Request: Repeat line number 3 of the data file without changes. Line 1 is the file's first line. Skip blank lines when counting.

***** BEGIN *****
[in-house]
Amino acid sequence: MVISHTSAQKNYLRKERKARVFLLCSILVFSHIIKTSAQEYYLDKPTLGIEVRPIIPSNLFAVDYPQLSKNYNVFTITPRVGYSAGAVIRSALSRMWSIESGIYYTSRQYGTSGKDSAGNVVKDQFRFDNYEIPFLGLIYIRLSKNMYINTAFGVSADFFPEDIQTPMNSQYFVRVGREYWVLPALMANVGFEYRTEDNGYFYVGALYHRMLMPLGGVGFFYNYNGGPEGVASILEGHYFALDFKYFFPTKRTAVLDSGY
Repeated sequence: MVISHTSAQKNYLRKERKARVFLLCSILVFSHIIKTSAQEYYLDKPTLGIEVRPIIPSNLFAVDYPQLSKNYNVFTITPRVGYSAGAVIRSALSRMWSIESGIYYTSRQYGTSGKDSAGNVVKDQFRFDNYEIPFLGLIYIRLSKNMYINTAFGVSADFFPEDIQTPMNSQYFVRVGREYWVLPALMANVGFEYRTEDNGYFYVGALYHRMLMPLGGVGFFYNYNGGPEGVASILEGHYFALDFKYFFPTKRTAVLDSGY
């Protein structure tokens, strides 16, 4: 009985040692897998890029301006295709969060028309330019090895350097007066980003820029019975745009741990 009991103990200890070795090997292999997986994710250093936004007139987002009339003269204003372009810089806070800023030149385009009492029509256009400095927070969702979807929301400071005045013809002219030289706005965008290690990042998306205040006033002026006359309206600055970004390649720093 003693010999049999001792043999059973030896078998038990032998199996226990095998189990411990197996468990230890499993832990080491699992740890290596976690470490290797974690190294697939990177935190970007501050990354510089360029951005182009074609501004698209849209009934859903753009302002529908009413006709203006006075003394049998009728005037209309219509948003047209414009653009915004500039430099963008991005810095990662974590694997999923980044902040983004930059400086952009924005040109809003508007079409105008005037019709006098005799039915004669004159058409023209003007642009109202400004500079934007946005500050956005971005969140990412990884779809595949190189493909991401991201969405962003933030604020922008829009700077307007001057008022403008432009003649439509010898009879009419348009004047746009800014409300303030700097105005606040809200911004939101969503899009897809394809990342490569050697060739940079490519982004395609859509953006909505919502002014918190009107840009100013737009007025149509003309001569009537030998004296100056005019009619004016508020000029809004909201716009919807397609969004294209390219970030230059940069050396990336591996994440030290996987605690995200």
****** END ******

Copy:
Repeated sequence: MVISHTSAQKNYLRKERKARVFLLCSILVFSHIIKTSAQEYYLDKPTLGIEVRPIIPSNLFAVDYPQLSKNYNVFTITPRVGYSAGAVIRSALSRMWSIESGIYYTSRQYGTSGKDSAGNVVKDQFRFDNYEIPFLGLIYIRLSKNMYINTAFGVSADFFPEDIQTPMNSQYFVRVGREYWVLPALMANVGFEYRTEDNGYFYVGALYHRMLMPLGGVGFFYNYNGGPEGVASILEGHYFALDFKYFFPTKRTAVLDSGY